By Peg Glisson
While there are no official Common Core State Standards for preschool education, there are implications. Given the more stringent expectations for youngsters in the early elementary grades, do preschools and library programs for young children need to change and become more academic?
In 2007, the journal Early Childhood Research & Practice reported “Early learning standards – documents that outline what children should know and be able to do before kindergarten entry – are increasingly common in the United States. Data from a national survey are presented to illustrate trends in how states have developed and implemented early learning standards within the past four years. Results indicate that almost all states have developed early learning standards for prekindergarten-age children, and the number of states that have developed infant-toddler early learning standards has increased markedly.” (http://ecrp.uiuc.edu/v9n1/little.html) By 2011-12, fourteen states were using the kindergarten Common Core standards; more have followed this academic year. Head Start “recently aligned its Child Development and Early Learning Framework with the common core” and some states, including Massachusetts, California, and New Jersey, have or are creating standards or guidelines for preschool, aligning them to state and common core content standards.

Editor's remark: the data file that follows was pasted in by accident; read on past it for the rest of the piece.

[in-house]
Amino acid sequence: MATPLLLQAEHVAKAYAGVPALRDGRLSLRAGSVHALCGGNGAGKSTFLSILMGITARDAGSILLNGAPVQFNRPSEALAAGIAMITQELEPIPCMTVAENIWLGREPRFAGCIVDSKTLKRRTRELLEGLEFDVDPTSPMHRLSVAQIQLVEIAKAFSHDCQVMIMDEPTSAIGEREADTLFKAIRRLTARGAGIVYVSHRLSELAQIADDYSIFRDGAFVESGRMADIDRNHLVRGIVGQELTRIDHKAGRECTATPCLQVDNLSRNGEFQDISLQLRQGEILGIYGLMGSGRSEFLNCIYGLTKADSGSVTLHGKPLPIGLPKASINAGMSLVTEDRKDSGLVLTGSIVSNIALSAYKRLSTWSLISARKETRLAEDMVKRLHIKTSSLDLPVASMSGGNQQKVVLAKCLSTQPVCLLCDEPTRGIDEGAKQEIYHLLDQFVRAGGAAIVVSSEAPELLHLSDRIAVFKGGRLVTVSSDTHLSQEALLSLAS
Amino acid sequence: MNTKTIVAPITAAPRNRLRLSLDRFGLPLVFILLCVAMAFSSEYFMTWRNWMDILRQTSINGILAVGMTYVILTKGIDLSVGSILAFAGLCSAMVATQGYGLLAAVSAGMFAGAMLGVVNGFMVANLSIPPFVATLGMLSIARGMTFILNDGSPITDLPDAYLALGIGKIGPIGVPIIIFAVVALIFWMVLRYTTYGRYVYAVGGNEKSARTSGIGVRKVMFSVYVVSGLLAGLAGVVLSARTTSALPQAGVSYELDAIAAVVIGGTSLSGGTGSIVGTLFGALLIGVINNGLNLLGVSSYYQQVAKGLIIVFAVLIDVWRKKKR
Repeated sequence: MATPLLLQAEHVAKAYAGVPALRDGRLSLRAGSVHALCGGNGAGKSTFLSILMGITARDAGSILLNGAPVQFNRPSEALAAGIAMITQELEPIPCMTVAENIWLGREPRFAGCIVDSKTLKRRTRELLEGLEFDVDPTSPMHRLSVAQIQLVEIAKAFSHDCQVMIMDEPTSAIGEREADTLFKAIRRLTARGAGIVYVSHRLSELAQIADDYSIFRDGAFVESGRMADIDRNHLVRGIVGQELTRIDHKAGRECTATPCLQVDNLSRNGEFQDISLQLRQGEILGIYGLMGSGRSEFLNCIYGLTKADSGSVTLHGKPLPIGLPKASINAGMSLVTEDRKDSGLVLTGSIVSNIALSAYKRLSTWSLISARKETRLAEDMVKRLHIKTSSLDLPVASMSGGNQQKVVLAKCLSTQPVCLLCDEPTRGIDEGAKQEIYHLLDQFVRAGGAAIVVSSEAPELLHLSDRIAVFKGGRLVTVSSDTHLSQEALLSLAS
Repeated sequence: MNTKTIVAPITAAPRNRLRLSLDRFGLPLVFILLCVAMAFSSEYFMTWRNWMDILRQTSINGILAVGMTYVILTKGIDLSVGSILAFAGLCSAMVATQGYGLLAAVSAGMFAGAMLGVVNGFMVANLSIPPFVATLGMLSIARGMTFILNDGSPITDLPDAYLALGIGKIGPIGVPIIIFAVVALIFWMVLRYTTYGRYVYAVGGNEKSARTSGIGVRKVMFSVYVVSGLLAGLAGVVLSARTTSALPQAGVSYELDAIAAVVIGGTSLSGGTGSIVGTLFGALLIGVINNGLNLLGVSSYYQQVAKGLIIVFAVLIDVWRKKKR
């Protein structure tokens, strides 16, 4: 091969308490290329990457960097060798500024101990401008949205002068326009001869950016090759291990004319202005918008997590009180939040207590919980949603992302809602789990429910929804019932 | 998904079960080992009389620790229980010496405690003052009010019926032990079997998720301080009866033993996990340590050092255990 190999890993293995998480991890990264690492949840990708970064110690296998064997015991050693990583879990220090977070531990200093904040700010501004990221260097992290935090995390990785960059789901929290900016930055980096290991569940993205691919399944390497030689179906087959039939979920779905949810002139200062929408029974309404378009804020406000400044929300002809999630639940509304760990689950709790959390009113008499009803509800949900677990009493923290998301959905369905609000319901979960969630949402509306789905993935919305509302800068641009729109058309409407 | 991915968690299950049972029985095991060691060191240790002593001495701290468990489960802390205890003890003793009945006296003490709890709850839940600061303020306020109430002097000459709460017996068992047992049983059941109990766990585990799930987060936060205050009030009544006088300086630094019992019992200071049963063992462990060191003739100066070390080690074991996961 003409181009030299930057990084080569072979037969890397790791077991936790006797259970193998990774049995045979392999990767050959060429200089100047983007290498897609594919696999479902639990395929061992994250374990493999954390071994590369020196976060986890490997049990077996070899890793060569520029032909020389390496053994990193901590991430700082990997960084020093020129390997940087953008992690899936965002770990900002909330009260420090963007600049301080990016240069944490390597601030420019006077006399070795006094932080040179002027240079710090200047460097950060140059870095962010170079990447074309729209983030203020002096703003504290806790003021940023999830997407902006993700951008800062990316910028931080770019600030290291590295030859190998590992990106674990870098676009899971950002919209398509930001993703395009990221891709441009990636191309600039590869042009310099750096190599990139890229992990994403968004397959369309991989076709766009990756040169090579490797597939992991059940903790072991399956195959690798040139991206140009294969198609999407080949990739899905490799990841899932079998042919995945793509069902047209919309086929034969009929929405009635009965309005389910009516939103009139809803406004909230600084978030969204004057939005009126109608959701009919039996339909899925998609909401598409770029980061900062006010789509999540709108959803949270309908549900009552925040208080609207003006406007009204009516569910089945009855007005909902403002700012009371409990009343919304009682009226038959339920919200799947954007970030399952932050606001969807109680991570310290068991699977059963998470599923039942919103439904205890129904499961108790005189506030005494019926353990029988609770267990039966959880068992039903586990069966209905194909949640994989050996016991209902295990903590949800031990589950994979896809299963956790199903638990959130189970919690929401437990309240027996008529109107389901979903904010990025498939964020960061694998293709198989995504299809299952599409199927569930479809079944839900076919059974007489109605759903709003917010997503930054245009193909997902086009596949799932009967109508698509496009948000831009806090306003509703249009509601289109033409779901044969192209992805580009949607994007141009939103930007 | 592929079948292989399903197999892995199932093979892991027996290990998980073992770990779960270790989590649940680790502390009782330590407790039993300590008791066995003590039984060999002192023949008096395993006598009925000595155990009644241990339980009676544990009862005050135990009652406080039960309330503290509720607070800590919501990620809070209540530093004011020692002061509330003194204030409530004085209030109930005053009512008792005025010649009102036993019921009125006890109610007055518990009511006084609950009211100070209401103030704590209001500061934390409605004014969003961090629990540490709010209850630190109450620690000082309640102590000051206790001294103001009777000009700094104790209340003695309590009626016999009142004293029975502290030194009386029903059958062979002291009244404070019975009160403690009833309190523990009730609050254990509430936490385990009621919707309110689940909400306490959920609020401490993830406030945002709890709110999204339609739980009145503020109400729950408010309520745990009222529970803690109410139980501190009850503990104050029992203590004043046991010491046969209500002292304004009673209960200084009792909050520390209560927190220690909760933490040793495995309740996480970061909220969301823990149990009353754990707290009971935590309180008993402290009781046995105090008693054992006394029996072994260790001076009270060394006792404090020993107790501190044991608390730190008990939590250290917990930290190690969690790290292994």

Expanding standards downward can be trickly. Robert C. Pianta, the dean of the Curry School of Education at the University of Virginia, in Charlottesville, stated in a December 2011 article in Education Week “We have to be careful that those standards, particularly as they extend downward, appropriately recognize these important social, communication, and self-regulation skills that are really as critical for kids’ learning in those early and later years as whether they know the alphabet.” (http://www.edweek.org/ew/articles/2011/12/07/13prek_ep.h31.html?tkn=NTZF9IJMJyTVsaOh6UXnfxdcIwaEdZc7hUH3&cmp=clp-edweek)
Most who work with young children understand they need art, physical movement, play, music, and hands-on activities. Fostering emotional and social development is every bit as important as their acquiring skills in literacy, mathematics, science, and social studies. Certainly children’s librarians have known that for years, and have built their lapsit and storytime programs with that in mind. Greeting youngsters (and their parent/caregiver) by name is not just good manners on the librarian’s part, it is modeling appropriate social behavior for the little ones. Looking directly at a child as he speaks is another such model. Librarians have consciously varied types of literature, pace, movement, music, and activities to engage the child, making storytime not just fun but also learning opportunities. Do they need to change it up because of Common Core?